Pure gold is too soft for everyday use, so for durability, the gold used for jewellery is mixed or alloyed with other metals. The amount of pure gold in a particular piece of jewellery is measured in carats (ct) – 24 carats being pure (fine) gold.
CARATS HALLMARK EXPLANATION
- 9ct Gold is hallmarked with 375 which means 37.5% of pure gold.
- 14ct Gold is hallmarked with 588 which means 58.8% of pure gold, popular with manufacturers in America and Europe but not the UK.
- 18ct is hallmarked with 750 which means 75% of pure gold, the number 1 choice for luxury, quality and durability.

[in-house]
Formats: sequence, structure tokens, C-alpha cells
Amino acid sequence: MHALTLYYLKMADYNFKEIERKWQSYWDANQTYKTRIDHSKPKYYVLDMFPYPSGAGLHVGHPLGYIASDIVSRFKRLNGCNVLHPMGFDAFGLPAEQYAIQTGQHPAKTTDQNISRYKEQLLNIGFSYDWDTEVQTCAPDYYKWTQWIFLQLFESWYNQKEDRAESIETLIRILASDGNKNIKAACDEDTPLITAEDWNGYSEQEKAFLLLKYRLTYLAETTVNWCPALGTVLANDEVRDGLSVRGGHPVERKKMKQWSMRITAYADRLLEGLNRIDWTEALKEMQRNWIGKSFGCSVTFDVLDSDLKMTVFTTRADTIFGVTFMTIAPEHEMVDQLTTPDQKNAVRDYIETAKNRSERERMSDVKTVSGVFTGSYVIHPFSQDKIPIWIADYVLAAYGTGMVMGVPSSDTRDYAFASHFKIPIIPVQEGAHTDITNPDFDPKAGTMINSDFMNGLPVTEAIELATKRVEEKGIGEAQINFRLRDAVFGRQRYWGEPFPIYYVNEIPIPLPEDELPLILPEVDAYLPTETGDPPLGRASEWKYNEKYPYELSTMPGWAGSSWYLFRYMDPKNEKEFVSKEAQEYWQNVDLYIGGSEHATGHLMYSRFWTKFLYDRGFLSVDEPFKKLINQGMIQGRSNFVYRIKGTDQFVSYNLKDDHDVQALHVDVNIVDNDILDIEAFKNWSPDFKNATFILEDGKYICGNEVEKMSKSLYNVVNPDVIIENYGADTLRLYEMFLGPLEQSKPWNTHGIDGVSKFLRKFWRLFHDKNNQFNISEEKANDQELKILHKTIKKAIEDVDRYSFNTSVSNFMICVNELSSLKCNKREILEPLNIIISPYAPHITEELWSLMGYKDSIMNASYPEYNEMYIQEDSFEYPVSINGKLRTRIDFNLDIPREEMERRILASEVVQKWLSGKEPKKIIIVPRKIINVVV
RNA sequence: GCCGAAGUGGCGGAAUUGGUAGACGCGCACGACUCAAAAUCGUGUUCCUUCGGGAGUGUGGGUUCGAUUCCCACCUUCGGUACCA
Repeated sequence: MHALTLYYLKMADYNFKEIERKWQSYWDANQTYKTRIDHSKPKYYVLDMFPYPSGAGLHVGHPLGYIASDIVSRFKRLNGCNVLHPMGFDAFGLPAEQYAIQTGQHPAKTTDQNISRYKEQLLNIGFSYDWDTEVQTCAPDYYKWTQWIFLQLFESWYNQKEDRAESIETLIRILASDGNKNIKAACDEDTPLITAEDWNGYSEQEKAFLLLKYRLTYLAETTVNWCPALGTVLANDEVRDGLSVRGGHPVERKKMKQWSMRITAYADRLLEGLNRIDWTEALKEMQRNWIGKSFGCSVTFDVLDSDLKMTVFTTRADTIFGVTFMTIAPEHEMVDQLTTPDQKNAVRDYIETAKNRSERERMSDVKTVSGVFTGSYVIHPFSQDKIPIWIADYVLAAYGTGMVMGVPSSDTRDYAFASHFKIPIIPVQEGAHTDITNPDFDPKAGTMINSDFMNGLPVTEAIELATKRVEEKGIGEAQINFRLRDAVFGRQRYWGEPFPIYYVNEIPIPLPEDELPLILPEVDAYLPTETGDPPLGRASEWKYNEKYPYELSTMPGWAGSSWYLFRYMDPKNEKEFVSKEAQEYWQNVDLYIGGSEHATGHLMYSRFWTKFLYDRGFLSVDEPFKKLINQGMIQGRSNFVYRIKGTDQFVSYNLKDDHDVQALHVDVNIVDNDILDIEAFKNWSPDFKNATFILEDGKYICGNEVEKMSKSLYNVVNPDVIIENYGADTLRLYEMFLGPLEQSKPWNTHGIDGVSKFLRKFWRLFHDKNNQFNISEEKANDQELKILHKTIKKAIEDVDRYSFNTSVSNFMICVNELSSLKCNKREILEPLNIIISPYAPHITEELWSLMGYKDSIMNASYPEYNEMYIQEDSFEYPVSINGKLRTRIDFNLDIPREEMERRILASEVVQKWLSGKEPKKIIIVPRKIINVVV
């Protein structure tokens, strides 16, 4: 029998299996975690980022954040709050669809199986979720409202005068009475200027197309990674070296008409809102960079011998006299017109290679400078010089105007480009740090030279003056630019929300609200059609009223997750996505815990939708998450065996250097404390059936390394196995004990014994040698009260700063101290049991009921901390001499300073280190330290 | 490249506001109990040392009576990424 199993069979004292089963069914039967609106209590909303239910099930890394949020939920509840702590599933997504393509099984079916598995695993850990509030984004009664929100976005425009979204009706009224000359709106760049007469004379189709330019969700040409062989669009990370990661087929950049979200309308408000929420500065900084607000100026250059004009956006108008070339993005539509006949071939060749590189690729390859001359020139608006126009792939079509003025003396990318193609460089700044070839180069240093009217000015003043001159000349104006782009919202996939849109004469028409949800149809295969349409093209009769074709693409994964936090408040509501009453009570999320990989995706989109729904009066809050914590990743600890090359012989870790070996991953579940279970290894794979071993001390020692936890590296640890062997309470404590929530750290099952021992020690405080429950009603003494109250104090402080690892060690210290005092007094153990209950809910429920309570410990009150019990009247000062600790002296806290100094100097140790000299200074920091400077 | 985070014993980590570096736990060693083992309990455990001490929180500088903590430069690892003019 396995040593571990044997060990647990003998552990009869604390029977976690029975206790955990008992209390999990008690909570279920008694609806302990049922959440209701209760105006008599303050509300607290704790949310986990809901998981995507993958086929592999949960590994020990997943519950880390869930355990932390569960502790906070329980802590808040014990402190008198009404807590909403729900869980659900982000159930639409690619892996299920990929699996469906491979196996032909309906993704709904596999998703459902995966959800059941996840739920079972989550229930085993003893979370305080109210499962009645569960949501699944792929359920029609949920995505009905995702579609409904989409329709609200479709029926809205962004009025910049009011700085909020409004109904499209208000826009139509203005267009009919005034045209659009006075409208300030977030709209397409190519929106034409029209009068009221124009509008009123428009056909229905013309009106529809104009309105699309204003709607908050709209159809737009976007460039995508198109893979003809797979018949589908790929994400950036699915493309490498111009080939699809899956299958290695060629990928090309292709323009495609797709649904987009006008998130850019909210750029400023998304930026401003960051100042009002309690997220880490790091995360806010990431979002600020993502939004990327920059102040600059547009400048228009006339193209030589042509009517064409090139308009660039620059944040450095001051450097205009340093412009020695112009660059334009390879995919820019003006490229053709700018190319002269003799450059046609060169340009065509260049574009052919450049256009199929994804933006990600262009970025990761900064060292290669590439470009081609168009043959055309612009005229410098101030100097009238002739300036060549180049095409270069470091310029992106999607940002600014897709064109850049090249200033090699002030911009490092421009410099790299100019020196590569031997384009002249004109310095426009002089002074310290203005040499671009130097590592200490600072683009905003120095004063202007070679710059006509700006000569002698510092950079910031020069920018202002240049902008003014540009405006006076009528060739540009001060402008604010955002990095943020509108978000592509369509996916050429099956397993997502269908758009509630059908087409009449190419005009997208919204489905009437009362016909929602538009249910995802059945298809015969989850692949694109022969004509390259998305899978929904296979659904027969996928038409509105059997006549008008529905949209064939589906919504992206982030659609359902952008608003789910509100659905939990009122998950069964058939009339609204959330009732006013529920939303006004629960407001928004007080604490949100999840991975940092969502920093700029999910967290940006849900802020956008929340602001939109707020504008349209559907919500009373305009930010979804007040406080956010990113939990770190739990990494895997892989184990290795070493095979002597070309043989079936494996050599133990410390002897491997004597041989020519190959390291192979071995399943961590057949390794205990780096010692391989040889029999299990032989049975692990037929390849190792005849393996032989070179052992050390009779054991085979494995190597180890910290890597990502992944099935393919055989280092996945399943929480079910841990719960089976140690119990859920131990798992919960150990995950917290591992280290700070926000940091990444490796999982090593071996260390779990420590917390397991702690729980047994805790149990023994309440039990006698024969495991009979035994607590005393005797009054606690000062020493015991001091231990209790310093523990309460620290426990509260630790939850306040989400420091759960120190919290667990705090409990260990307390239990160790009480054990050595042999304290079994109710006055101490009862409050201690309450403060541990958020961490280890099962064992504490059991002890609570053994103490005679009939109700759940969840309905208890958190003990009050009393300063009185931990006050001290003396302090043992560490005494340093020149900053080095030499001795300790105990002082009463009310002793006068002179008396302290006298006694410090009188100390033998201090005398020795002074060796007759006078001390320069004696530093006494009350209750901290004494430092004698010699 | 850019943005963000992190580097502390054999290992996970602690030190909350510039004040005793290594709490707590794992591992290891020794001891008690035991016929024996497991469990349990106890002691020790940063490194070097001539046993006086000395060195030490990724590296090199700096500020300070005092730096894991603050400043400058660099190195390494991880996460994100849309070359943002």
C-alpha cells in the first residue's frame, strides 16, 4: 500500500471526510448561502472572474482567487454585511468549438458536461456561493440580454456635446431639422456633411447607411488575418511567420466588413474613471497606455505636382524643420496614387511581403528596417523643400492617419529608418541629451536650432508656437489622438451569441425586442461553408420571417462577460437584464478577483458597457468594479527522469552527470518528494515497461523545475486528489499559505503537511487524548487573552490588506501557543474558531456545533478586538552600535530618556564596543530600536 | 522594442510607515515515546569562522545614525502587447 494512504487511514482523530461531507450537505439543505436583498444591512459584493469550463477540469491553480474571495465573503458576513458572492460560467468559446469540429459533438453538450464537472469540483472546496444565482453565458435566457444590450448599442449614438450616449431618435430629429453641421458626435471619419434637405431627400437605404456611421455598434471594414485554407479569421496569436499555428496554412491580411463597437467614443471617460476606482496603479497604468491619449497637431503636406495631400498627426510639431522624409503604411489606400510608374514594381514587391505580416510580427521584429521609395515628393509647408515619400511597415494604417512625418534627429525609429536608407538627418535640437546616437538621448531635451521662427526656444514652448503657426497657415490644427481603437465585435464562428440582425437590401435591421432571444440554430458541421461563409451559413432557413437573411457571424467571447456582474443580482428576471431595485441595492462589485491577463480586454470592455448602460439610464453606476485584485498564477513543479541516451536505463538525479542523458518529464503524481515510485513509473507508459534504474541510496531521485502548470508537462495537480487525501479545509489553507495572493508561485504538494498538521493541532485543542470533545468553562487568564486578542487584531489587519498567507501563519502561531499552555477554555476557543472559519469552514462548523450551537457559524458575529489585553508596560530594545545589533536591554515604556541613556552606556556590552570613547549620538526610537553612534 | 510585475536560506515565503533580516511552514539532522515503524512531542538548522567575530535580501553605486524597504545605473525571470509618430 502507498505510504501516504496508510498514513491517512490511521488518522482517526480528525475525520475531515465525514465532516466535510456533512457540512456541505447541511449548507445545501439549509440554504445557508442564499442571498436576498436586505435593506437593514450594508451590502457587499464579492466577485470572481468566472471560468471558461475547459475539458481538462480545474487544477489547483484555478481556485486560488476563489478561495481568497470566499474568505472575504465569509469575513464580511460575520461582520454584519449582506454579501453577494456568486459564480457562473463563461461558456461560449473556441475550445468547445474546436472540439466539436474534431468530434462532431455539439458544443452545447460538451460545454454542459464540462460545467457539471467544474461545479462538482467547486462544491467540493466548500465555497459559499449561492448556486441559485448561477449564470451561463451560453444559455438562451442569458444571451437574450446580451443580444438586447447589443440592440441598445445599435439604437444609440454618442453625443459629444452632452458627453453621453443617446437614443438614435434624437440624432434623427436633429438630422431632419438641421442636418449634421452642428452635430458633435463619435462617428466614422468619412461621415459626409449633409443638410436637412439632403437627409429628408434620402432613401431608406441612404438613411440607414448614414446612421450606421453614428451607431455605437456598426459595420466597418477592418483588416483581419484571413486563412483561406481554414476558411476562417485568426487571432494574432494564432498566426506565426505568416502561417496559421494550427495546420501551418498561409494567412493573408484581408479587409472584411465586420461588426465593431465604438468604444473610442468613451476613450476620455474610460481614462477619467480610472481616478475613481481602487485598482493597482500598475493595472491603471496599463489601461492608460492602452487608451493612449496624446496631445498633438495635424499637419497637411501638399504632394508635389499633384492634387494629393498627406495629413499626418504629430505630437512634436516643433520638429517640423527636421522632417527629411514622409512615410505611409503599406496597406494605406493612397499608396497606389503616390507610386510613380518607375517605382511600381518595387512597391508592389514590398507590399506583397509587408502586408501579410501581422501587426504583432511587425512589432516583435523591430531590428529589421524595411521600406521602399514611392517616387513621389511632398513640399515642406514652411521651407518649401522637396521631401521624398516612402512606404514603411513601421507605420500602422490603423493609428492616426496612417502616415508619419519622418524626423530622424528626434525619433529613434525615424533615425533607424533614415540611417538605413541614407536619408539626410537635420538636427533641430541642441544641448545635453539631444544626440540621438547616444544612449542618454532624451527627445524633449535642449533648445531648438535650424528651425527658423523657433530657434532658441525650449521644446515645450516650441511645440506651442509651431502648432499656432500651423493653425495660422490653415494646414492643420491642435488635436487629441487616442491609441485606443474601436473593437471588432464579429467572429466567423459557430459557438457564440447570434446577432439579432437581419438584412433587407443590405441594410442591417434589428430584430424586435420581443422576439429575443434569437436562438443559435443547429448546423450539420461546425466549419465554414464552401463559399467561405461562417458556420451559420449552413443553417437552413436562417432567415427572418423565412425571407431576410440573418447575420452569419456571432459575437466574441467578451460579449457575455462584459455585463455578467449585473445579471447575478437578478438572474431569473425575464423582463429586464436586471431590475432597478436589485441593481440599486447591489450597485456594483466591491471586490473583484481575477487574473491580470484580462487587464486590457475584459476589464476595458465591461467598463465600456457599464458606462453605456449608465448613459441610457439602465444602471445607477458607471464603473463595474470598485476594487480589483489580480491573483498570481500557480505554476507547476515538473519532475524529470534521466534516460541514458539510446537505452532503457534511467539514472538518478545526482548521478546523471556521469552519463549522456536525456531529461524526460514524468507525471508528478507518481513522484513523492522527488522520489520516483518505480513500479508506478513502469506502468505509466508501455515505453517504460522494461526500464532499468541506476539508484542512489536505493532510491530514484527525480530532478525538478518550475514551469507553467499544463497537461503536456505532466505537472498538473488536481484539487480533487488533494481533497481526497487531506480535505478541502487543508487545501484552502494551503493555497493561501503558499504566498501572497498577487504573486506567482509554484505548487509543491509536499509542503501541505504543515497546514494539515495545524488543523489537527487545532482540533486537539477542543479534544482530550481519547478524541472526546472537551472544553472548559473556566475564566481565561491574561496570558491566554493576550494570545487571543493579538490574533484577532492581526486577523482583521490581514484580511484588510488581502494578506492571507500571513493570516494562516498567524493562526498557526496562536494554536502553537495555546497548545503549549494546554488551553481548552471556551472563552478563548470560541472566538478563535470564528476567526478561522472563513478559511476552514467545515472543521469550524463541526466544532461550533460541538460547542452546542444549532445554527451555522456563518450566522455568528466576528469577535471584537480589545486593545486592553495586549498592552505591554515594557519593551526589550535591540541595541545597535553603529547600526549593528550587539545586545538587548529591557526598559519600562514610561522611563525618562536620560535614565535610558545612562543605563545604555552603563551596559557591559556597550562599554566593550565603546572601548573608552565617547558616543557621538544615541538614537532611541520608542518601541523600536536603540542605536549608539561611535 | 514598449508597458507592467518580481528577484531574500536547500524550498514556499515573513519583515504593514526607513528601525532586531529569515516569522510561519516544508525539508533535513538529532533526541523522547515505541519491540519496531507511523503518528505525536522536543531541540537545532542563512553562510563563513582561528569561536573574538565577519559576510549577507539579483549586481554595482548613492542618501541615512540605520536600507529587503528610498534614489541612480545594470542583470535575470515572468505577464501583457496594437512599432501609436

- 22ct is hallmarked with 916 which means 91.6% of pure gold.
Many people are unaware that gold need not be the familiar yellow golden colour. By adding different metals to the alloy mix, it is possible to create gold in a variety of different colours ie. pink, rose, white etc.
Silver and palladium are alloyed with gold to create white gold. The use of alloys means white gold is not a bright white. White gold is usually plated with Rhodium to give a bright appearance, but as it is only plating it will wear through to show the natural colour. This of course can be restored by re-plating after a thorough polish and clean.